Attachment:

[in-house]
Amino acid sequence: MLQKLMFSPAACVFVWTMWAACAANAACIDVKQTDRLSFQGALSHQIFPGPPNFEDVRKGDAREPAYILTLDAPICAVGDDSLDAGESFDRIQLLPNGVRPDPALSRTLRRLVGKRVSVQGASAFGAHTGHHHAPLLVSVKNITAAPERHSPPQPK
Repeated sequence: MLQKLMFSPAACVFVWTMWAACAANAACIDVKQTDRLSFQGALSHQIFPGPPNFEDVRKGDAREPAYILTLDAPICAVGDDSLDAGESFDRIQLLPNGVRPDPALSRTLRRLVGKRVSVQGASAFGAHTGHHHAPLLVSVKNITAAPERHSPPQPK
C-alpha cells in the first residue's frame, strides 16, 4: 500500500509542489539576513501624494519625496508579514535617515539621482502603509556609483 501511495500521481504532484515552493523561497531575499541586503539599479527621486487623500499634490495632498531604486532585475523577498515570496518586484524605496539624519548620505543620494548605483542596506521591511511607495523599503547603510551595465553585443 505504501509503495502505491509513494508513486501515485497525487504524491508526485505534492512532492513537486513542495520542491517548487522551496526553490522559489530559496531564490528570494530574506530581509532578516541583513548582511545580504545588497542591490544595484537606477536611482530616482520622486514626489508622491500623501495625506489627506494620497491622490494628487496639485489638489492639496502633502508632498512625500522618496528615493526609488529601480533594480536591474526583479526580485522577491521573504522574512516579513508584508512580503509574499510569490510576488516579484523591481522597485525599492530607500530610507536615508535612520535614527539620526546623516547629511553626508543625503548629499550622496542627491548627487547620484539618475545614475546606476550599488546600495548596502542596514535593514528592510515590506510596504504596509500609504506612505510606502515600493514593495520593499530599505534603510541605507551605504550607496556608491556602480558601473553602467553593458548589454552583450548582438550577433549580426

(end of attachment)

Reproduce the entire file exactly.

[in-house]
Amino acid sequence: MLQKLMFSPAACVFVWTMWAACAANAACIDVKQTDRLSFQGALSHQIFPGPPNFEDVRKGDAREPAYILTLDAPICAVGDDSLDAGESFDRIQLLPNGVRPDPALSRTLRRLVGKRVSVQGASAFGAHTGHHHAPLLVSVKNITAAPERHSPPQPK
Repeated sequence: MLQKLMFSPAACVFVWTMWAACAANAACIDVKQTDRLSFQGALSHQIFPGPPNFEDVRKGDAREPAYILTLDAPICAVGDDSLDAGESFDRIQLLPNGVRPDPALSRTLRRLVGKRVSVQGASAFGAHTGHHHAPLLVSVKNITAAPERHSPPQPK
C-alpha cells in the first residue's frame, strides 16, 4: 500500500509542489539576513501624494519625496508579514535617515539621482502603509556609483 501511495500521481504532484515552493523561497531575499541586503539599479527621486487623500499634490495632498531604486532585475523577498515570496518586484524605496539624519548620505543620494548605483542596506521591511511607495523599503547603510551595465553585443 505504501509503495502505491509513494508513486501515485497525487504524491508526485505534492512532492513537486513542495520542491517548487522551496526553490522559489530559496531564490528570494530574506530581509532578516541583513548582511545580504545588497542591490544595484537606477536611482530616482520622486514626489508622491500623501495625506489627506494620497491622490494628487496639485489638489492639496502633502508632498512625500522618496528615493526609488529601480533594480536591474526583479526580485522577491521573504522574512516579513508584508512580503509574499510569490510576488516579484523591481522597485525599492530607500530610507536615508535612520535614527539620526546623516547629511553626508543625503548629499550622496542627491548627487547620484539618475545614475546606476550599488546600495548596502542596514535593514528592510515590506510596504504596509500609504506612505510606502515600493514593495520593499530599505534603510541605507551605504550607496556608491556602480558601473553602467553593458548589454552583450548582438550577433549580426